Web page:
Do you start your projects writing with paper and pen or is it all on the computer?

In the olden days, I would write in longhand or by typewriter, but these days I prefer my ubiquitous laptop. Judging from the chicken scrawls that pass for my handwriting, I was most likely destined to be a doctor, not a writer, so I run the risk of not being able to decipher my stories if I write them with pen and paper.

Did researching and writing this book teach you anything or influence your thinking in any way?

I’ve written both nonfiction and fiction, and I was surprised how much research is involved in writing fiction. I’ve had to research sword fights, weaponry, mythological creatures, the origin of words, autopsies, poisons, Japanese fighter planes… for one book, I found myself mired in Newgate Prison and 18th century molly houses. When I was a kid, I had a book entitled “A Book of Useless Information” or something like that, and had it not already been written, I could write it with what I’ve learned from my research. Often, researching one topic will lead to something fascinating but unrelated.

I don’t think researching for book material has ever influenced my thinking. My education and life experiences had already established my thinking and belief systems long before I started writing books. However, there have been times when my research has caused me to change what I was writing, In Paved With Good Intentions, I set the second story in Las Vegas and planned it to have a gangster theme. Midway into the story, my research into Las Vegas led to the discovery of a little-known Indian tribe and my story took at turn into Native American shamanism. I ended up writing my planned gangster story as the third chapter.

Who are your favorite authors in your genre?

My primary genre is speculative fiction, so Harlan Ellison and Neil Gaiman come to mind. But in my anthology "Randoms", I credited my muses: William Shakespeare, O. Henry (William Sydney Porter), Charles Dickens, Lewis Carroll, L. Frank Baum, Nathaniel Hawthorne, Edgar Allan Poe, Dante Alighieri, e. e. cummings, Arthur Rimbaud, Ernest Hemingway, J.D. Salinger, Robert Heinlein, Kurt Vonnegut, Jr., Douglas Adams, Carlos Castaneda, and the Marquis de Sade.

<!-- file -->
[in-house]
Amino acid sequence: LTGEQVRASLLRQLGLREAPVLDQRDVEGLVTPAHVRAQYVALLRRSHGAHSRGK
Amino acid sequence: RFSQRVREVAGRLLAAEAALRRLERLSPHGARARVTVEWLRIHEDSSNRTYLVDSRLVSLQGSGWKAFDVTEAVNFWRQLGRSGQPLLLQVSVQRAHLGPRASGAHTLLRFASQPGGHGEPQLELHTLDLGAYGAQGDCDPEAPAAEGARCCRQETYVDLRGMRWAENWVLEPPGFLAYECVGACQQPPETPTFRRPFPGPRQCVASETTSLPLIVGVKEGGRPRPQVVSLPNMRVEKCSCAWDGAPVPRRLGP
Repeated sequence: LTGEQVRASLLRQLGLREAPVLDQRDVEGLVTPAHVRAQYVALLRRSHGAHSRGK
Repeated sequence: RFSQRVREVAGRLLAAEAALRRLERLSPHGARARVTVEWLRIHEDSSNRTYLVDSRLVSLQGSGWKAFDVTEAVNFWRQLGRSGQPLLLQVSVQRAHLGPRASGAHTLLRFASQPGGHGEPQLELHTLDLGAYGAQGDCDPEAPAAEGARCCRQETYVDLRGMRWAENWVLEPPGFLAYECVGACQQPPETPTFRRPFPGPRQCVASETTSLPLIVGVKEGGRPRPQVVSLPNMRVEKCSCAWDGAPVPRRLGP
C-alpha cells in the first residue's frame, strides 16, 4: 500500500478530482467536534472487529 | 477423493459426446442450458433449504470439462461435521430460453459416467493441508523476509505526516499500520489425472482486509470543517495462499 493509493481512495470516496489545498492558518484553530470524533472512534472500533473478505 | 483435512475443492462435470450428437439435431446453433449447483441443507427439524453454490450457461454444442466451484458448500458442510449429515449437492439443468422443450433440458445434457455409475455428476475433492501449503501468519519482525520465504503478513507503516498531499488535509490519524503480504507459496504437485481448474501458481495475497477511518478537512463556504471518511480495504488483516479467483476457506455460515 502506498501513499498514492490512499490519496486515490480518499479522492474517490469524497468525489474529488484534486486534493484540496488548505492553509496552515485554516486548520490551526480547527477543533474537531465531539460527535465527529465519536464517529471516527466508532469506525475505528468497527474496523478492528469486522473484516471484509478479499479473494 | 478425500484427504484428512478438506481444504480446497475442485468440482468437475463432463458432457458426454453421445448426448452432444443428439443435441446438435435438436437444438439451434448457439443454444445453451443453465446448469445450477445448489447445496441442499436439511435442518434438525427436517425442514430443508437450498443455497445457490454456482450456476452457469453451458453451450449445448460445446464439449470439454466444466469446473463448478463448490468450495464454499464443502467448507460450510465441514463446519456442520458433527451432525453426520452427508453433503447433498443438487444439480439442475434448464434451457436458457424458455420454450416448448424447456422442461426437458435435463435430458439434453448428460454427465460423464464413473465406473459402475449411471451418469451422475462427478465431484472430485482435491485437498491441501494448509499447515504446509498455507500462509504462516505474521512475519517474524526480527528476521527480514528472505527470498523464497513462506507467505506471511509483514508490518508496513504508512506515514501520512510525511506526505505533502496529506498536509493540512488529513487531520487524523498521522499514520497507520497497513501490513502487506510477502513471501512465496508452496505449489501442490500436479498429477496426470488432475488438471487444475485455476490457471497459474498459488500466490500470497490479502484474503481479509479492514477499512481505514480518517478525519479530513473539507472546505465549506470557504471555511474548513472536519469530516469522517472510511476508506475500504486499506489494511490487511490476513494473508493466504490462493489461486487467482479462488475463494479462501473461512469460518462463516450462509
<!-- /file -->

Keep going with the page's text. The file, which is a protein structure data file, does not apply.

Can you sum up your book in two sentences or less?

If a book can be summed up in two sentences, what is the point of the other 349 pages? I’ve asked beta readers at writing groups to sum up Paved With Good Intentions and they couldn’t do it. It’s not a formulaic book that can be summed up with a logline. But the question has intrigued me. I’m hereby inviting any readers to take the two sentence challenge and sum up Paved With Good Intentions in just two sentences. I’ll post the entries on my blog.

What would you most like readers to tell others about this book?

To buy it. Seriously, I know authors who spend obscene amounts of time and money on publicists, advertising, book trailers, blogging, Twitter, and premiums (bookmarks, magnets, brochures). But the only true path to success for a book is word of mouth. There has to be a buzz about it, and that requires two things: First, the book has to be good; and second, people have to spread the word that it is. All the marketing in the world can’t compete with a friend telling you, “Hey, this book Paved With Good Intentions was really good; you have to read it!”

How can readers help you promote Paved With Good Intentions?

Buy it. Link to it on your blogs and websites. Talk it up on Facebook and Twitter. Become an Amazon Associate (it’s free) and place an associate ad on your blog or website for the book and Amazon will pay you a commission on each copy sold. Suggest it to your book club. Leave copies in waiting rooms. If you’re a blogger, hold a contest and give away your copy as a prize.

Do you have another novel in the works? Would you like to tell readers about your current or future projects?

I’m a cross-genre writer, which means I write Speculative Fiction, Flash Fiction, Fusion Fiction, Fantasy, Contemporary Fantasy, Urban Fiction, Sword & Sorcery, Science Fiction, Dystopian Fiction, Apocalyptic Fiction, Horror, Slice of Life, Political & Sociological Fiction, Humor, Drama, Gothic Mystery, Children’s Fiction, Young Adult Fiction, Chick Lit, and Nonfiction. I have a number of short stories that are slated to appear as e-books and are in my two short story collections. The latest one, Shards, is 542 pages and will be published in August.

My next fantasy novel is And A Child Shall Lead Them, the sequel to Paved With Good Intentions. It weaves a rich tapestry from mythologies of many cultures in an urban setting. The underlying plot concerns Heaven and Hell uniting to prevent the rise of the Dark Gods, but there are also subplots involving the return of Lilith, an ancient child-killing succubus, and of course, the resolution of the burning questions lingering after the first book. It will be released this summer.

Can you suggest one question readers might find interesting to discuss, concerning you, your writing in general, or this book?